Spree Sports Fitness Monitor straps a sensor to your forehead to give information on heart rate and body temp, but with its high price and without proper Android support its audience is limited.
Spree Sports Fitness Monitor
Manufacturer: Spree Wearables, Inc.
1st Party Platforms: iOS (Android ‘coming soon’)
3rd Party Support: iOS & Android
Price: $199 [price dropped from $299]
A product sample was provided to us for evaluation
The Spree Sports Fitness Monitor is a little different from other wearable activity trackers. For starters the Spree is something you are only going to wear while you are exercising. It has no passive tracking abilities and must be used in conjunction with an application. Secondly, instead of wearing it on your wrist, or strapping it across your chest the Spree fits nicely around the head, with the device itself resting tightly against your forehead.
A headband might not be in your typical workout routine, but Spree is trying to bring it back into fashion. The standard bundle comes with a nice stretchy band. The housing where the device itself rests is a squishy, breathable silicon with a triangular pattern to it.
The Spree device itself is about the size of my thumb. Small, black and rectangular it has no buttons, no display and nothing to tell you that it is on. As long as the Spree has a charge it is going to be turned on and using its Bluetooth to look for your device. When using the device with the first party application the application handles the initiation to the device, not the Bluetooth manager.
Even though the device is always on, the battery lasts quite a long time. The documentation reminds you to charge the device after every time you are finished with it, and wait until the notification light indicates it is charged. I found myself forgetting to charge it after every workout, and still got about a weeks worth of nightly use. The charging port is a standard micro USB. Great news if you use an Android device. Now they just need to develop a first party app for Android or greatly improve third-party compatibility.
The iOS app has a lot of different exercise feature settings and tracking information, but a lot of it is clunky to manipulate. For each exercise routine the app encourages you to set goals by adjusting various onscreen virtual dials. These dials might have some aesthetic feel, with their connection to real world objects, but it is just an inefficient way to set precise values. When getting ready for a run I found myself spending more time selecting the exact goal information than I would in any other app.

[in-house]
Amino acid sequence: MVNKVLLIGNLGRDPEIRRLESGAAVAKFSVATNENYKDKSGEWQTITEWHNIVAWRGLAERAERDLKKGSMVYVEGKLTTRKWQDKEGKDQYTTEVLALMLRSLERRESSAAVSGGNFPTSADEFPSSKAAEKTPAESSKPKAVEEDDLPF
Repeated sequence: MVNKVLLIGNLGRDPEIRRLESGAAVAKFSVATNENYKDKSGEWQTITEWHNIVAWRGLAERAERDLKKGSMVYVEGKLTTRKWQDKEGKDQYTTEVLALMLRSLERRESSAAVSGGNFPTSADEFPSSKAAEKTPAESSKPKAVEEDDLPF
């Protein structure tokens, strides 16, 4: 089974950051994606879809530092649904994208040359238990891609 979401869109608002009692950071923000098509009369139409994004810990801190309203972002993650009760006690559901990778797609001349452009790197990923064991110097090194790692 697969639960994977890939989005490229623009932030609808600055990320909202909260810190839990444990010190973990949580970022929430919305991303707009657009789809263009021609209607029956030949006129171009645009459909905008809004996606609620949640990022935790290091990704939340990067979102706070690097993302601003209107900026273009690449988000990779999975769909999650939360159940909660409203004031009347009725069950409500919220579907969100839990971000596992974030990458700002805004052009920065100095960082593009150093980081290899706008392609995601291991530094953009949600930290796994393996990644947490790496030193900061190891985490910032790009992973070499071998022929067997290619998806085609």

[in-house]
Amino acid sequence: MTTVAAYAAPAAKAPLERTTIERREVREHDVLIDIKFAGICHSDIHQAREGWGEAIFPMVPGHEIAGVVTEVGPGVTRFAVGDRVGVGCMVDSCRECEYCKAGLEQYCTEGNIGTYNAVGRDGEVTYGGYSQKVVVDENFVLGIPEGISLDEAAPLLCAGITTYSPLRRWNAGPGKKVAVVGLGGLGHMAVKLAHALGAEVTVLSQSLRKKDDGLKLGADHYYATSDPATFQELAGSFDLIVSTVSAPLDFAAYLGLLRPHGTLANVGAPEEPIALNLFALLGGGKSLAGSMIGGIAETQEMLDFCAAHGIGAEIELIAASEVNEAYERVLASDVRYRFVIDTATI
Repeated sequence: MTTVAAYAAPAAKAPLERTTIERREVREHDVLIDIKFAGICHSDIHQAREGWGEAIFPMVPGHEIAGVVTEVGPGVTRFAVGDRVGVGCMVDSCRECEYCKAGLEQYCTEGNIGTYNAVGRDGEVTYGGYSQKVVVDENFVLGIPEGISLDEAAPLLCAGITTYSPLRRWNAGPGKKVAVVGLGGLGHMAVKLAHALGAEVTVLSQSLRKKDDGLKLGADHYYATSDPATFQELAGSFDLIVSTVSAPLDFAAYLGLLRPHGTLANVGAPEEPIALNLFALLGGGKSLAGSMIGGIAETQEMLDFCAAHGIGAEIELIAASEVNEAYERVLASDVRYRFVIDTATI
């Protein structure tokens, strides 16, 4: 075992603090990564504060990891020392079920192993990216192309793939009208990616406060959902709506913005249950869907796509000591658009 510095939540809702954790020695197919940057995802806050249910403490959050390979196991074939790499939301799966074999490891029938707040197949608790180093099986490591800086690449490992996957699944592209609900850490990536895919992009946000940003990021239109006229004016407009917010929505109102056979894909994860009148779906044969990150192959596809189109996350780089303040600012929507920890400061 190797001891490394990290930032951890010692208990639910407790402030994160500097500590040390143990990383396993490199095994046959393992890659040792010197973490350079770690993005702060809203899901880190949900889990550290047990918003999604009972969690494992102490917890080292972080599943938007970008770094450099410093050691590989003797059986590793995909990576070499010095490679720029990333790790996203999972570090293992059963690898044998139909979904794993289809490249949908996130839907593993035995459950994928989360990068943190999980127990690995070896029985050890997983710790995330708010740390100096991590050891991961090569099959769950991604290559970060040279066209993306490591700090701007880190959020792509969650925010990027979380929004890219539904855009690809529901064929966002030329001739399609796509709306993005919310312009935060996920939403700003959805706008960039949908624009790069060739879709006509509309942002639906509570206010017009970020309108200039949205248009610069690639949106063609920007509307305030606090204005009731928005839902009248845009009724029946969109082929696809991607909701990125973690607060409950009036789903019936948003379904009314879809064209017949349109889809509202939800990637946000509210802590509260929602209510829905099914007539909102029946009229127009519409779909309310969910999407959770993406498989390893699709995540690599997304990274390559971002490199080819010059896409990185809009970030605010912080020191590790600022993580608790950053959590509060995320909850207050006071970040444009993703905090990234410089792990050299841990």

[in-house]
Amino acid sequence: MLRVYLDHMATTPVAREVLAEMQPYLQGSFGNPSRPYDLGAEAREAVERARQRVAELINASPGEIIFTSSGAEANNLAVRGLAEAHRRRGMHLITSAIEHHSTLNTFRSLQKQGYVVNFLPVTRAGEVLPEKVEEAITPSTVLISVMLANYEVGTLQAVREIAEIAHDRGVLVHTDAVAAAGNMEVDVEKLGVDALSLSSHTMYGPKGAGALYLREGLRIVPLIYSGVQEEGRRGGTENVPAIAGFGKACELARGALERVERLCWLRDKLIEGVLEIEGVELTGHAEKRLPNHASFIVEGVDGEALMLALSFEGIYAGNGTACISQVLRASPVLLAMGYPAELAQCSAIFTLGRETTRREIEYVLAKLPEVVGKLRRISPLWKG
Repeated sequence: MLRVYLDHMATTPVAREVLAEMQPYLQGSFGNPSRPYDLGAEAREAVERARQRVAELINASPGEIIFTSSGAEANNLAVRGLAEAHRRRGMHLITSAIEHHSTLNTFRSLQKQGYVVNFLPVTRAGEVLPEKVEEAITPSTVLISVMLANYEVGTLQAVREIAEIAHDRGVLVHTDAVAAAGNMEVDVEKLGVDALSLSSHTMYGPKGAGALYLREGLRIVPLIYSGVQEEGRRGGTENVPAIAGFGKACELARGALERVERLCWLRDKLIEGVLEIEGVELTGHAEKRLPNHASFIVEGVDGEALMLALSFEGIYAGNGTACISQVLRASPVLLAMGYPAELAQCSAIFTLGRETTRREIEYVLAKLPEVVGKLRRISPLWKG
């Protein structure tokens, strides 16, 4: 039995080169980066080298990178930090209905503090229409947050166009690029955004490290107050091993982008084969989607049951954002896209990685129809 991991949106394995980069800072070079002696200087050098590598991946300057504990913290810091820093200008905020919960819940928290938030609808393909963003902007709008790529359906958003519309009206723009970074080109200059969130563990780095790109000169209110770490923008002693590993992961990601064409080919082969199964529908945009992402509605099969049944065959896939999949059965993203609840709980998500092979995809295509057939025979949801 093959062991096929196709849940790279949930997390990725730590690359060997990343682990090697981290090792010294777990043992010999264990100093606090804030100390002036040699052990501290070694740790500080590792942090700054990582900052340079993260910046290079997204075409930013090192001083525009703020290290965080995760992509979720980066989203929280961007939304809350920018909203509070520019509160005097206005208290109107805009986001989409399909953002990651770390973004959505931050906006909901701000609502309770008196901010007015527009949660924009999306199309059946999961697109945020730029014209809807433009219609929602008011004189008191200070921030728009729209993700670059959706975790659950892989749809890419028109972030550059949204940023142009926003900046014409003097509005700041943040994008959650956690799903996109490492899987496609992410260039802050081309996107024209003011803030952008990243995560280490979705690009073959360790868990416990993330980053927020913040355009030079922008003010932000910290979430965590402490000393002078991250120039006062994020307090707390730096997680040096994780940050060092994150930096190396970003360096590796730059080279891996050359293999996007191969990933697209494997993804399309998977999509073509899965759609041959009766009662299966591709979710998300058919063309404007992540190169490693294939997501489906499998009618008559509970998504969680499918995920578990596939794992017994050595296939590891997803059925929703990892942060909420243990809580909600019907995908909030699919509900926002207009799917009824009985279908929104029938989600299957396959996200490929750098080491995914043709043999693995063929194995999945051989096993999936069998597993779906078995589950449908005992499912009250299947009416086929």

While the Spree and app track and surface data like heart rate, body temperature and distance traveled not all of this is surfaced to the end user. Body temperature is one of the features that the Spree boasts, separating itself from the pack of other wearable trackers, but the application does not show the relevant data. Presumably the app uses the data to more accurately determine calorie burning, and it does represent the information through color coded, dynamic icon, but it would be great to be able to have a readout of the information.
The Spree itself offers no visual feedback or information other than the charging indication LED. It makes sense that there is no display readout for real-time data reporting, since the Spree is strapped to your forehead. Having a readout would make using the device without a dedicated app possible. Without one using the device with most Android phones a bit of a pain. Spree Fitness says their device is compatible with Android through third party applications, but what they don’t mention is the small spectrum of Android device compatibility. I attempted to sync the Spree with a handful of devices and could only get it detected within the Runkeeper app on Samsung Devices. Failed attempts with Moto X, HTC One X+, LG G2. Spree has said that they are working on developing their first party app and to improve third party compatibility by the end of the year, but unless you have a Samsung device I would hold off on making a Spree purchase until then.
The Final Word:
The Spree Sports Fitness monitor is an impressive device, but it leaves much to be desired. Heart rate monitoring and GPS synchronization makes the Spree stand out from other active fitness trackers but unfortunately the current app doesn’t surface any of the unique data. The clunky first party app is only available on iOS and the third party offerings have very limited compatibility with Android devices (read: only Samsung). If you have an iPhone (4s and above) and are looking for a comfortable heart rate monitor, the Spree’s forehead band is a lot less intrusive than having to wrap something around your chest. The lack of clear documentation, or list of supported devices is frustrating. If you are looking for an active fitness tracker, the Spree has the hardware potential to be something great, but you should probably wait a year for the apps and compatibility to improve before dropping $300 on it.
- Headband fits nicely & keeps sweat/hair out of face
- Micro USB charging port
- Alternative to chest strap for those looking for body temp and heart rate information
- Very limited Android support
- Clunky, unintuitive iOS App
- No data stored on device, requires app
- Few goal settings
- Limited motivational functionality